There wasn’t much she wouldn’t do to score. And the one time she was convinced to visit a recovery house, she sat outside the building with an eight ball of cocaine getting high. And then she left.
Even a stroke, brought on by drug use, didn’t stop her.
“I had just had a stroke, and they took me back to my home, and they gave me crack,” she said of her former friends. “I went out of my mind. I didn’t pay the rent.”
She watched as women went missing, and others died.
“Those were the hardest days, watching people I knew get beaten or trunked,” she said, “and nobody doing anything to stop it.”
On one of her darkest days, Healey walked into a Chilliwack pawn shop with her father’s four war medals. She walked out with $20. Enough to buy two hits of crack, at best, she says. A 10-minute high.
“That’s something I’ve had a hard time in my heart about,” she said. “That was something special to me, and special to my poor dad.”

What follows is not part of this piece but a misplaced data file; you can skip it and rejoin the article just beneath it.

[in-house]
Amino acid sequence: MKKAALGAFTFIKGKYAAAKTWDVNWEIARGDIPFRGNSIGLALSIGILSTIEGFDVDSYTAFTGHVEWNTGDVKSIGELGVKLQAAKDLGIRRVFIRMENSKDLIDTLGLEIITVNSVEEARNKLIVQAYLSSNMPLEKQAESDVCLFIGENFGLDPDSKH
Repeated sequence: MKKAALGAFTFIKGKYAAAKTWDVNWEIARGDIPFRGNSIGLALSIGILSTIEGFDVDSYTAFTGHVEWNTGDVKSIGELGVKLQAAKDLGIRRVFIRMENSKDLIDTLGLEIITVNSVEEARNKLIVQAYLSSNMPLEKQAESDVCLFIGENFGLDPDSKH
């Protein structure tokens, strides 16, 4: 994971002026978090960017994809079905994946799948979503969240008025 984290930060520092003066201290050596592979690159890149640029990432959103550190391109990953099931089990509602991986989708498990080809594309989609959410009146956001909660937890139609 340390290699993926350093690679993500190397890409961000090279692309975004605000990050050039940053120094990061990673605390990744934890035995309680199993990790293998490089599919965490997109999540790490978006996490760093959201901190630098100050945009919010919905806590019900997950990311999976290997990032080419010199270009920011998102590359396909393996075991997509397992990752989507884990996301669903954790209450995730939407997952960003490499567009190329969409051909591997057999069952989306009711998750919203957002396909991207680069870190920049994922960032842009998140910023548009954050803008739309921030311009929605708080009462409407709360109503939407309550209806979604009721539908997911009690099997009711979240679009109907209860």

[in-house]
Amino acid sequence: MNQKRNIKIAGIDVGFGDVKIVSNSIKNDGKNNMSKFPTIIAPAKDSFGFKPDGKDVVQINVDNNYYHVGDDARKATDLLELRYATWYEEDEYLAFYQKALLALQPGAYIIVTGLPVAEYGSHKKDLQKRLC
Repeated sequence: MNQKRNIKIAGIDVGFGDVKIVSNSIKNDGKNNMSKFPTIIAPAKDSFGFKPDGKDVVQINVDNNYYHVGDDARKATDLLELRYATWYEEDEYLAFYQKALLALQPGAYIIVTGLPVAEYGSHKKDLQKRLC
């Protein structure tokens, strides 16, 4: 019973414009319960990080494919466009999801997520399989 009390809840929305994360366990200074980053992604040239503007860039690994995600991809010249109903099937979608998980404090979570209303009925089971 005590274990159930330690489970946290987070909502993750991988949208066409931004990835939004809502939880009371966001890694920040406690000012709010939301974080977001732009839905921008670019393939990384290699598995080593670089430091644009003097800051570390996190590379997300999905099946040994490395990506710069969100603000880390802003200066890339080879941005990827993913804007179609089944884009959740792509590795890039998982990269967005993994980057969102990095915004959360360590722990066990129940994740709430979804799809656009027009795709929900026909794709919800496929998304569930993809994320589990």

Healey has no family left now. Many of her close friends have also died. During one binge, coming down from one high and looking for the next, tragedy struck once again. Healey’s best friend overdosed, but she was too high to notice at first. She was too intent on heading out the door to find more crack, or maybe a bit of heroin.
She tried to wake up her dead friend, and got no response. While she’d seen others die, this time was different. This time, she sobered up.
Seeing her best friend dead brought Healey to her knees. That was the moment, she says, when God came into her life. It was her last high, and she’s never looked back. But the guilt still eats away at her, for introducing that friend to crack.